6 Ways High School Strength and Conditioning Coaches Can Stay Motivated
About the Author: Adam Reed is the associate editor of AFCA Magazine. The American Football Coaches Association is the only national organization dedicated to improving football coaches through ongoing education, interaction, and networking. The AFCA and Hammer Strength have teamed up to provide insights into the coaching profession, elite athletic programs, and more.
Being a strength and conditioning coach is a tough job. It requires an immense amount of discipline and demands the type of person who can stay motivated and keep the energy level high through the ups and downs each year may bring.
Eric Cash, head strength and conditioning coach at Dorman High School in Roebuck, South Carolina, has experienced this relentless grind at the high school and small college level, as well as at the elite level of college athletics as a graduate assistant for Clemson’s Joey Batson. No matter where his career has taken him, the non-stop taxing lifestyle of his profession remains consistent.
“Sport coaches can get a break, or they have to go to practice for two hours a day,” Cash says. “If I’m training five groups of football a day, then I just went to practice for six plus hours, mentally. And it's very draining.”
Even extremely strong willed and energetic coaches can struggle too. Every strength and conditioning coach who has been in the profession long enough can relate. Whether it’s because of a specific disheartening situation, or just the monotony of trying to stay positive day after day – every coach has been pushed to the limit.
For those coaches who are struggling, Cash offers six simple, time-tested ways to keep everything in perspective.
1. Remember That Young People Are Going To Make Mistakes
“For me, the biggest thing is to remember that I'm dealing with 15, 16, 17-year-olds, and they're going to screw up,” says Cash.
Athletes today look up to pro athletes who aren’t much older than they are, but are making millions of dollars. When these athletes act out or doing something foolish, there are often little to no consequences.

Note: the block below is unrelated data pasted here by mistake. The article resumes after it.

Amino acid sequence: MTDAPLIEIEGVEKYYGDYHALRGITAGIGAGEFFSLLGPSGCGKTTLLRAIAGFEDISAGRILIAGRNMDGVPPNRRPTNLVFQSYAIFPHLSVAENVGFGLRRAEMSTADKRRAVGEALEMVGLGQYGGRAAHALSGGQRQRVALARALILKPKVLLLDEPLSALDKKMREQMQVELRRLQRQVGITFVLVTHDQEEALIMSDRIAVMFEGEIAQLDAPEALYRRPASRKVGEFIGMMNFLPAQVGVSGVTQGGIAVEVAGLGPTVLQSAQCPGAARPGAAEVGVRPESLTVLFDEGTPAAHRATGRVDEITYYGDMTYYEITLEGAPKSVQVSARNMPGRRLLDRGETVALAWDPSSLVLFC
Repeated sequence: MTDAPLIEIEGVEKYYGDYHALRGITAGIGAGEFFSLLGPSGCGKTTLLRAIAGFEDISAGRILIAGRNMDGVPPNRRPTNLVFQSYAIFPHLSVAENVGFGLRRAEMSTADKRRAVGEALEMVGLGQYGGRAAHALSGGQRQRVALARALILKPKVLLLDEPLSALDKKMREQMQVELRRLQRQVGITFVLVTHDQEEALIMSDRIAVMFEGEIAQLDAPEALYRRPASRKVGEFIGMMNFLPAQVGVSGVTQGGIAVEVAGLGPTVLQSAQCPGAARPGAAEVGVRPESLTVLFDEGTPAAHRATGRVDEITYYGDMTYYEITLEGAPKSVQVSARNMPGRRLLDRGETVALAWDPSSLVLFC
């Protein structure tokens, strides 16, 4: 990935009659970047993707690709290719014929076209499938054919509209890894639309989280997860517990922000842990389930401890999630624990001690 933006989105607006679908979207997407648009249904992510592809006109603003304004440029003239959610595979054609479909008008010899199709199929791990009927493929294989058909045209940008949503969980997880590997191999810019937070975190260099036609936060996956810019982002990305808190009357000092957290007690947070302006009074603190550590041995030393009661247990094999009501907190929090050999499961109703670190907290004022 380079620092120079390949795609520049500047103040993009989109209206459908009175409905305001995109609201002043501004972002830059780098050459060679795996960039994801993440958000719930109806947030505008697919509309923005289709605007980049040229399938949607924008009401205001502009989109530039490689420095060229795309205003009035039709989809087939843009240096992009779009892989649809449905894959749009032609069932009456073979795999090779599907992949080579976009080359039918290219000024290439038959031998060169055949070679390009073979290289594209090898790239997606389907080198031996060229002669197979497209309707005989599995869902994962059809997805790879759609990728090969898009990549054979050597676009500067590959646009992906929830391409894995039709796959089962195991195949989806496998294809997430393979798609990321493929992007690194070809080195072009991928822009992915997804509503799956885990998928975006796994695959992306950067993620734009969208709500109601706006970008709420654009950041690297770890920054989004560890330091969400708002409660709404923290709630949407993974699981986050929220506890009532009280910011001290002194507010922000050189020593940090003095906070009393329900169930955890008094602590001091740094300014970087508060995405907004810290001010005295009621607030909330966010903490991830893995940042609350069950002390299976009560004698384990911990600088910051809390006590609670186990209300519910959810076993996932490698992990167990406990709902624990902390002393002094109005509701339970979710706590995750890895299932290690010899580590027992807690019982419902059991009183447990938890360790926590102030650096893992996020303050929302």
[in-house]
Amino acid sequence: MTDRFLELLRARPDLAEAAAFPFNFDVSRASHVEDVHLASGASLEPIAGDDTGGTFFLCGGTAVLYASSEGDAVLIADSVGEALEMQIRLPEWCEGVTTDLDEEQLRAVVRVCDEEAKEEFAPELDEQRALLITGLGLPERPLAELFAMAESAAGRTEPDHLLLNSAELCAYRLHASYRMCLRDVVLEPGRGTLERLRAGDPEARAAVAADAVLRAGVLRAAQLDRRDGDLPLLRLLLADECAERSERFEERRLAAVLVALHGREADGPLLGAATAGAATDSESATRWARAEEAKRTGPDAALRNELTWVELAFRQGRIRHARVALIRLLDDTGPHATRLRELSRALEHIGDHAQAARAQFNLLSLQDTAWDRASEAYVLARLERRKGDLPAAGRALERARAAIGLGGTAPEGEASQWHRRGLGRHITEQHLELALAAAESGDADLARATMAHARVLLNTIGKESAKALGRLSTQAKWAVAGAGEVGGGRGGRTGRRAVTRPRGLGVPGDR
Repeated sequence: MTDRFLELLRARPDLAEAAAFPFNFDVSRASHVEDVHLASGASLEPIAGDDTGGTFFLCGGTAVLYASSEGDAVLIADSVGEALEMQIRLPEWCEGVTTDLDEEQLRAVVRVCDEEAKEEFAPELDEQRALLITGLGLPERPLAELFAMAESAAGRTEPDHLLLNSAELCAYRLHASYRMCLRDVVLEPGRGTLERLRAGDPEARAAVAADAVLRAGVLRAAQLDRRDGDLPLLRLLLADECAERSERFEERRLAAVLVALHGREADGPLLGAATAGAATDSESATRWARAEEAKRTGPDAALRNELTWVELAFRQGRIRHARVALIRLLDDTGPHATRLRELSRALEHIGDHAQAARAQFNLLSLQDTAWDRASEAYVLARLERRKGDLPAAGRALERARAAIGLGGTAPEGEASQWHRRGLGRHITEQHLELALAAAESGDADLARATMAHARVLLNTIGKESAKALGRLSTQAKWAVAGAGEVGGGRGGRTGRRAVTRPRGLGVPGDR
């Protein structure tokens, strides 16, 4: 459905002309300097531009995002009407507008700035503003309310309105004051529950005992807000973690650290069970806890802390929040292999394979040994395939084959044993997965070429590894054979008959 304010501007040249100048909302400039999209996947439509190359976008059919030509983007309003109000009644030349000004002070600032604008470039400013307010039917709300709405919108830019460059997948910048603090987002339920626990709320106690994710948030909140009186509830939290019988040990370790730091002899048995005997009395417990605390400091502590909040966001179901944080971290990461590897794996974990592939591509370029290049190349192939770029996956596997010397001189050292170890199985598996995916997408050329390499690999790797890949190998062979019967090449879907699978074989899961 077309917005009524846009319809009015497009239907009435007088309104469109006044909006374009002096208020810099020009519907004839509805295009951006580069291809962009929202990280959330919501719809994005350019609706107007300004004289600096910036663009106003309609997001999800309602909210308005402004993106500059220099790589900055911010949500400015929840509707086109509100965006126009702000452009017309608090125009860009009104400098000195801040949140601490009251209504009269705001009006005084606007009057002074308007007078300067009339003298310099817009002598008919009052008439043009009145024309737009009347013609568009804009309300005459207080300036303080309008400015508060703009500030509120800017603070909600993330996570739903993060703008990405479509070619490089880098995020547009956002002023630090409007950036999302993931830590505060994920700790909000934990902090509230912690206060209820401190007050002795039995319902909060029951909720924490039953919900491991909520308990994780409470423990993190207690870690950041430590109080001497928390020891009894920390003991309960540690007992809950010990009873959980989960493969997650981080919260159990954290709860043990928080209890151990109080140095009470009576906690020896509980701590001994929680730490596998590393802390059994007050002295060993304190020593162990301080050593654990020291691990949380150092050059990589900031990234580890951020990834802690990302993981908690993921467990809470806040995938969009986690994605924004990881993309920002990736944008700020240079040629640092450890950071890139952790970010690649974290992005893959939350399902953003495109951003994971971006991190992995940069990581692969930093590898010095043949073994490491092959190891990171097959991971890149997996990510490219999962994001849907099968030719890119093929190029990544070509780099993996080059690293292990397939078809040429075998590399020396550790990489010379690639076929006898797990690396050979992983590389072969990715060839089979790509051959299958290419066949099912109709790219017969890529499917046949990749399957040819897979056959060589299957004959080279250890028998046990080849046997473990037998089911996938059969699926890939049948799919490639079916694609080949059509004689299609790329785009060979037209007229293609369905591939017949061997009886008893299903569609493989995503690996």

If kids don't grasp how special an athlete their hero is, or they never see negative consequences for when their heroes mess up, they won’t learn. Coaches don’t expect athletes to execute any single lift or drill in training or practice they haven’t been shown how to execute properly, and yet they expect them to understand the need to work hard and stay out of trouble without having the same level of demonstration or explanation afforded them.
On top of all of this, coaches must remember that even the best athletes who have a great attitude and give maximum effort are going to make mistakes. It’s a natural part of growth that should be embraced and used as an opportunity to make them better.
2. Don’t Underestimate What Athletes Are Going Through In Their Personal Lives
Ever hear the adage, “everyone you know is fighting a battle you know nothing about?” It couldn’t be more true of today’s young people. Family stress, social stress, peer pressure and a variety of other factors can begin to pile up – no matter what type of environment coaches are working in.
Cash says that’s why he always takes the time to engage his athletes, check up on them and listen to their problems when he sees them after school or walking down the hall.